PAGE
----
UN Mario Draghi
UN General Assembly vote comes as Israel expands its ground operations in Gaza Image Credit: Bloomberg

The UN General Assembly adopted on Friday a resolution calling for a “sustained humanitarian truce” and the cessation of hostilities between Israel and Gaza.

The vote on the resolution came as Israel announced an expansion of ground operations in Gaza. The draft proposed by Jordan in the name of 22 Arab countries — including the UAE — was co-sponsored by 47 states and was approved with 121 votes in favour, 14 against and 44 abstained.

Those who voted in favour included Russia, France and China. US voted against the resolution. 

The resolution is not binding but carries significant political weight, taking the global temperature as Israel steps up ground operations in Gaza.

The General Assembly voted after the Security Council failed four times in the past two weeks to take action.

“It sends the message to everyone enough is enough. This war has to stop, the carnage against our people has to stop and humanitarian assistance should begin to enter the Gaza Strip,” Palestinian UN envoy Riyad Mansour told reporters.

In a post on X (formerly Twitter), the UAE Mission to the UN noted that the UN General Assembly has adopted a resolution co-sponsored by the UAE and submitted by the Arab Group on the war in Gaza, protecting civilians, and adhering to legal and humanitarian obligations.

"The resolution adopted today calls for an immediate, permanent, and sustainable humanitarian truce, leading to the cessation of hostilities and the immediate and unimpeded provision of basic goods and services to civilians throughout Gaza," it said. 

A Canadian-led bid to amend the resolution to include a rejection and condemnation of the “terrorist attacks by Hamas and the taking of hostages” failed to get the two thirds majority needed.

The UN General Assembly called on Israel to rescind its order for civilians in Gaza to move to the south of the enclave.

Israel ordered some 1.1 million people in Gaza — almost half the population — to move south on Oct. 12.

The General Assembly also “firmly rejects any attempts at the forced transfer of the Palestinian civilian population.”

UNGA called for “the immediate and unconditional release of all civilians who are being illegally held captive.” It did not name Hamas anywhere in the text.

Explosions caused by Israeli airstrikes in the northern Gaza Strip
Explosions caused by Israeli airstrikes in the northern Gaza Strip, on Friday, October 27, 2023. Image Credit: AP

US defence secretary underscored protection of civilians

US Defence Secretary Lloyd Austin, in a call with Israeli Defense Minister Yoav Gallant “underscored the importance of protecting civilians” during operations in Gaza, the Pentagon said on Friday.

Protesters shut New York’s Grand Central, seeking Gaza ceasefire

Hundreds of protesters demanding a ceasefire between Israel and Hamas forced the closure on Friday of Grand Central Terminal, one of New York City’s major transit hubs, the Metropolitan Transportation Authority said.

“Grand Central Terminal is closed until further notice due to a protest,” the MTA said on its website, urging commuters to use alternate stations and plan for extra travel time.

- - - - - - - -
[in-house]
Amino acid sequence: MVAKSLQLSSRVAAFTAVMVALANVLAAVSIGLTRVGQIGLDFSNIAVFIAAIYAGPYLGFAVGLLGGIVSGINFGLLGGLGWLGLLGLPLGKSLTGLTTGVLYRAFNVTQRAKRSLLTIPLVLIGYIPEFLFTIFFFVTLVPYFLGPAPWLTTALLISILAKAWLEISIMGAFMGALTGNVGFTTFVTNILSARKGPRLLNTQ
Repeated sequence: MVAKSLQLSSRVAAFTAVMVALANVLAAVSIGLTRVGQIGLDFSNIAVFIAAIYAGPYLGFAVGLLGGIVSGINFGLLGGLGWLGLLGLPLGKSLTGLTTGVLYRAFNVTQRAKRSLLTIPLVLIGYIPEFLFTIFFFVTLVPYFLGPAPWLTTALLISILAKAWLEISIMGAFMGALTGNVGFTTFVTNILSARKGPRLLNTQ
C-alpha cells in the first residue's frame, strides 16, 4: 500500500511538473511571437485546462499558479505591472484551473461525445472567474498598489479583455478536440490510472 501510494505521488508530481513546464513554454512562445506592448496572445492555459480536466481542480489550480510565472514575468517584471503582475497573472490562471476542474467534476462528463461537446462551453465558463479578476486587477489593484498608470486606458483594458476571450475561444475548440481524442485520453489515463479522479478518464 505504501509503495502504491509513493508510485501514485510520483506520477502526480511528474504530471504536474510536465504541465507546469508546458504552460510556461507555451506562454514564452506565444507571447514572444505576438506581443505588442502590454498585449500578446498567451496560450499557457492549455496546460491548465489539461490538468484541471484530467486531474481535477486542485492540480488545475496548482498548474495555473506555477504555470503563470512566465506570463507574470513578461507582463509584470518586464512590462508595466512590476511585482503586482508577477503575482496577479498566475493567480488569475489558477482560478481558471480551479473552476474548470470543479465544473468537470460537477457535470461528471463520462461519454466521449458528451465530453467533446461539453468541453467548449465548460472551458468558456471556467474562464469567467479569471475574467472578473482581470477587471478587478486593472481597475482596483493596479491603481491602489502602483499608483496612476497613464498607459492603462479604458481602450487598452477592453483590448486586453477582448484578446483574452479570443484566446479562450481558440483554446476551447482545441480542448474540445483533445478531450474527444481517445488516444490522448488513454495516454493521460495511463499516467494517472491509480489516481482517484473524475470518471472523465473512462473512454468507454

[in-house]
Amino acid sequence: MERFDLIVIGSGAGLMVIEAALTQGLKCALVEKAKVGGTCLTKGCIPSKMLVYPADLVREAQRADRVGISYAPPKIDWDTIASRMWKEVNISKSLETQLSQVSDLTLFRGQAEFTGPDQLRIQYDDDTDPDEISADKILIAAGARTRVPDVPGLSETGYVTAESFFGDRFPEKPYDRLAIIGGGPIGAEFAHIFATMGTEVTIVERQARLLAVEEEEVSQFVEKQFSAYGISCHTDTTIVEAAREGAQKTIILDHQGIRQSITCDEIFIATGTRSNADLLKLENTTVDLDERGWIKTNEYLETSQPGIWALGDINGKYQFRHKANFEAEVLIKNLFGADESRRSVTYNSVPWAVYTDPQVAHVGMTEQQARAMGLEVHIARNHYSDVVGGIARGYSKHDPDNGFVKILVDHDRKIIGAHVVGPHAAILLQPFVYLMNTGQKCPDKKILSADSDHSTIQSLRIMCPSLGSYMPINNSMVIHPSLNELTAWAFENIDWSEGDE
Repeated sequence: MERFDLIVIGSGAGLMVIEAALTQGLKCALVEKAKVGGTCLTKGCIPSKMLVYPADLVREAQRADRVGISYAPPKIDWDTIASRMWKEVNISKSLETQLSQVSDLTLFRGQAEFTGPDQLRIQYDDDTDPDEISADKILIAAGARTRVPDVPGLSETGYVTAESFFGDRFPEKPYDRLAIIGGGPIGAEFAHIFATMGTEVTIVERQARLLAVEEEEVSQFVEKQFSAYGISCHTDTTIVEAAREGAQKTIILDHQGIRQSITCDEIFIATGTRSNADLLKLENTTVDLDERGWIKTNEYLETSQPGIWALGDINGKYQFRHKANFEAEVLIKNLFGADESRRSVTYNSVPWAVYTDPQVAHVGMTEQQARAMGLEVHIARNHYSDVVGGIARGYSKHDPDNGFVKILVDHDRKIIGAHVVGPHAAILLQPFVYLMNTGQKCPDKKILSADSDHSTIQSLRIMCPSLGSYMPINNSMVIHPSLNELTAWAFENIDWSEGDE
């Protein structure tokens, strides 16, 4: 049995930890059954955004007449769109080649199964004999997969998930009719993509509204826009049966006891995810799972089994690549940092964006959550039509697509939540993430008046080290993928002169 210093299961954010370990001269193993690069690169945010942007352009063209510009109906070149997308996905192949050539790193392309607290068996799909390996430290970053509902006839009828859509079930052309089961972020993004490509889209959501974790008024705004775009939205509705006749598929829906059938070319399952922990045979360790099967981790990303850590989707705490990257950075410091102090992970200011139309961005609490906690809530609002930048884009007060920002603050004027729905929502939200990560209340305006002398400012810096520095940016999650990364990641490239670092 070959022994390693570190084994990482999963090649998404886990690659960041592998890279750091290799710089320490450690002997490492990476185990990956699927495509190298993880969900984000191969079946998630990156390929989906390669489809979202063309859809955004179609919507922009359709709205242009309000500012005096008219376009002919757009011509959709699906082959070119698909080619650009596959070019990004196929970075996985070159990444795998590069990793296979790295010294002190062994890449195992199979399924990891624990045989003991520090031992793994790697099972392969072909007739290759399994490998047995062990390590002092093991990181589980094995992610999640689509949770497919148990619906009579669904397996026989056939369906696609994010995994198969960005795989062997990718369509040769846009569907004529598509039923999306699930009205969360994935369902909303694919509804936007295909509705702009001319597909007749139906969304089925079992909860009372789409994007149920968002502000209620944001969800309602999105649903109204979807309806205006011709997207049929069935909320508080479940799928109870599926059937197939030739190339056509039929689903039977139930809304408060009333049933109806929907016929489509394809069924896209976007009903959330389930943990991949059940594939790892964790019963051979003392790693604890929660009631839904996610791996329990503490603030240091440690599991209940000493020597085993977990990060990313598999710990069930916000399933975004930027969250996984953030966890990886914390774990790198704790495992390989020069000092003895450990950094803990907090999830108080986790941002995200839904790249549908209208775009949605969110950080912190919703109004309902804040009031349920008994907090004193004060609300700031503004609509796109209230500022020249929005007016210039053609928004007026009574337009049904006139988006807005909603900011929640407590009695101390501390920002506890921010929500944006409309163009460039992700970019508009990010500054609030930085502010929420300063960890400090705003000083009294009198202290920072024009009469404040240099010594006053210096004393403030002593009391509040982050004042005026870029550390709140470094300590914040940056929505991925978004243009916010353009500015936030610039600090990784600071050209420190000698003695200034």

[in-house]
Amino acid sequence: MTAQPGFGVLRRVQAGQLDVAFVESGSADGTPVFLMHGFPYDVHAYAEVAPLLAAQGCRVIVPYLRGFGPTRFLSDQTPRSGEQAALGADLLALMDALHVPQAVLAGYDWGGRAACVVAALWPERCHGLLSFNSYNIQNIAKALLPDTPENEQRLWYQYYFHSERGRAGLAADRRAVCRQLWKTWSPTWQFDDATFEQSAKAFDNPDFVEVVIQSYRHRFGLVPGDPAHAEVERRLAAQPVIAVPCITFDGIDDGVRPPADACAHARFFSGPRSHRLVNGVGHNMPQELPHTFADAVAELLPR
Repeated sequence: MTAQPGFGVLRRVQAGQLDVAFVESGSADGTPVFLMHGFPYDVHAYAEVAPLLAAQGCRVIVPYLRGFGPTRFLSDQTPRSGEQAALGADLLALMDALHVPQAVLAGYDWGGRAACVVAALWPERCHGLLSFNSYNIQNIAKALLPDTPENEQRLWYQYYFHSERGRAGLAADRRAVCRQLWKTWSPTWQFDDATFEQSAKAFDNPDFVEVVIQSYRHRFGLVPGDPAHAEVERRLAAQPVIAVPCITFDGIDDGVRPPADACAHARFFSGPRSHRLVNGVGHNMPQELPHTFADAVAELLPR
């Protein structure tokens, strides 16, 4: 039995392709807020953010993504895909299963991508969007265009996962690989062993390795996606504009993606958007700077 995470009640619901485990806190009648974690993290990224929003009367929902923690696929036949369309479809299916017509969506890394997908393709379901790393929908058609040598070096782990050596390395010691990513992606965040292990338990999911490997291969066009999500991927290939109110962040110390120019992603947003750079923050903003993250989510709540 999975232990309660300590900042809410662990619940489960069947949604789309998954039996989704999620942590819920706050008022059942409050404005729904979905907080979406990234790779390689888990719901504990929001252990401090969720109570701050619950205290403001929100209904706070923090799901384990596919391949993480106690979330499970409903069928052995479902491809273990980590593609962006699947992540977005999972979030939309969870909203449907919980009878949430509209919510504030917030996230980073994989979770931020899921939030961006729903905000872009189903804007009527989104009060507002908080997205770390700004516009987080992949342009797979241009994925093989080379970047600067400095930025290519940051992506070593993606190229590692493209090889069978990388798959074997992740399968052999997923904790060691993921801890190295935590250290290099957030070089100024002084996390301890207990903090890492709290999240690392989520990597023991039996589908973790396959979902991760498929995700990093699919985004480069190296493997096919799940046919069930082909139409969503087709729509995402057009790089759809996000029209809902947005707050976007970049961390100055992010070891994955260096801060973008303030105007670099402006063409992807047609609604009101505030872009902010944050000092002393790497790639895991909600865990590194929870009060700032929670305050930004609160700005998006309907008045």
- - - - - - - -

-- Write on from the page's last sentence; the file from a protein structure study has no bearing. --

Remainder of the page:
“Mourn the dead, and fight like hell for the living,” read one banner raised inside the building.

Images on social media showed protesters pouring out of the train station and onto 42nd Street in Midtown Manhattan, and a large crowd being detained by law enforcement.

The group Jewish Voice for Peace, which organised the demonstration, posted a video on Instagram showing police in the station escorting a long line of protesters, who were wearing shirts reading “Cease Fire Now” and “Not In Our Name” with their arms secured behind their backs.

An explosion is seen on the Israel-Gaza border
An explosion is seen on the Israel-Gaza border, amid the ongoing conflict between Israel and Palestinian militant group Hamas, as seen from the Israeli side, on October 27, 2023. Image Credit: REUTERS

Gaza information blackout ‘risks providing cover for mass atrocities’: Human Rights Watch

The near-total telecommunications blackout in Gaza amid Israel’s ongoing bombardment of the Palestinian territory risks providing cover for mass atrocities, Human Rights Watch (HRW) has said.

Internet access and the phone network were completely cut across the Gaza Strip on Friday, nearly three weeks after Israel began bombarding the enclave following an armed attack by Hamas militants that Israeli officials say killed at least 1,400 people, mostly civilians.

The health ministry in Gaza says at least 7,326 people have been killed in Israel’s retaliatory strikes since the Oct. 7 attack, mainly civilians and many of them children.

“This information blackout risks providing cover for mass atrocities and contributing to impunity for human rights violations,” Deborah Brown, the group’s senior technology and human rights researcher, said in the statement.

In this undated image taken from video released by Israeli Defense Forces, a line of Israeli tanks are shown during an incursion into the Gaza Strip.
In this undated image taken from video released by Israeli Defense Forces, a line of Israeli tanks are shown during an incursion into the Gaza Strip. Image Credit: AP

Zero communication: Amnesty International

Amnesty International has said it had lost all contact with its staff in Gaza.

“This communications blackout means that it will be even more difficult to obtain critical information and evidence about human rights violations and war crimes being committed against Palestinian civilians in Gaza,” the rights body added.

(With inputs from agencies)